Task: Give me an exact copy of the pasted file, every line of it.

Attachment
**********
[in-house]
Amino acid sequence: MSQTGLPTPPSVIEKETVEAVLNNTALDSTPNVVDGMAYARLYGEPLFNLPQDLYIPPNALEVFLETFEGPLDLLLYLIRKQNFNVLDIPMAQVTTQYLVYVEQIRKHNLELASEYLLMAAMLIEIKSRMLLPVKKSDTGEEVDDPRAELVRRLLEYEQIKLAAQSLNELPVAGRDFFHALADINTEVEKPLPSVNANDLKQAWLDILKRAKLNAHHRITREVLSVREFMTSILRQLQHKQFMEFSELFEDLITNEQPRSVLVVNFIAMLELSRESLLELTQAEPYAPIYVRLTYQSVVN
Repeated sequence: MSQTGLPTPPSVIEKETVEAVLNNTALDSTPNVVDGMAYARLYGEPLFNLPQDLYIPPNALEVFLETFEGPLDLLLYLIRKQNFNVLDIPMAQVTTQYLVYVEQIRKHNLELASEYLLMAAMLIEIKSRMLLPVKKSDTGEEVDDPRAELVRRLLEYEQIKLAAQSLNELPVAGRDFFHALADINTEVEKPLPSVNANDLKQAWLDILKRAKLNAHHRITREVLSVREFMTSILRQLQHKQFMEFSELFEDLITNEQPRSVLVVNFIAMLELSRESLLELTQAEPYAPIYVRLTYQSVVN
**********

[in-house]
Amino acid sequence: MSQTGLPTPPSVIEKETVEAVLNNTALDSTPNVVDGMAYARLYGEPLFNLPQDLYIPPNALEVFLETFEGPLDLLLYLIRKQNFNVLDIPMAQVTTQYLVYVEQIRKHNLELASEYLLMAAMLIEIKSRMLLPVKKSDTGEEVDDPRAELVRRLLEYEQIKLAAQSLNELPVAGRDFFHALADINTEVEKPLPSVNANDLKQAWLDILKRAKLNAHHRITREVLSVREFMTSILRQLQHKQFMEFSELFEDLITNEQPRSVLVVNFIAMLELSRESLLELTQAEPYAPIYVRLTYQSVVN
Repeated sequence: MSQTGLPTPPSVIEKETVEAVLNNTALDSTPNVVDGMAYARLYGEPLFNLPQDLYIPPNALEVFLETFEGPLDLLLYLIRKQNFNVLDIPMAQVTTQYLVYVEQIRKHNLELASEYLLMAAMLIEIKSRMLLPVKKSDTGEEVDDPRAELVRRLLEYEQIKLAAQSLNELPVAGRDFFHALADINTEVEKPLPSVNANDLKQAWLDILKRAKLNAHHRITREVLSVREFMTSILRQLQHKQFMEFSELFEDLITNEQPRSVLVVNFIAMLELSRESLLELTQAEPYAPIYVRLTYQSVVN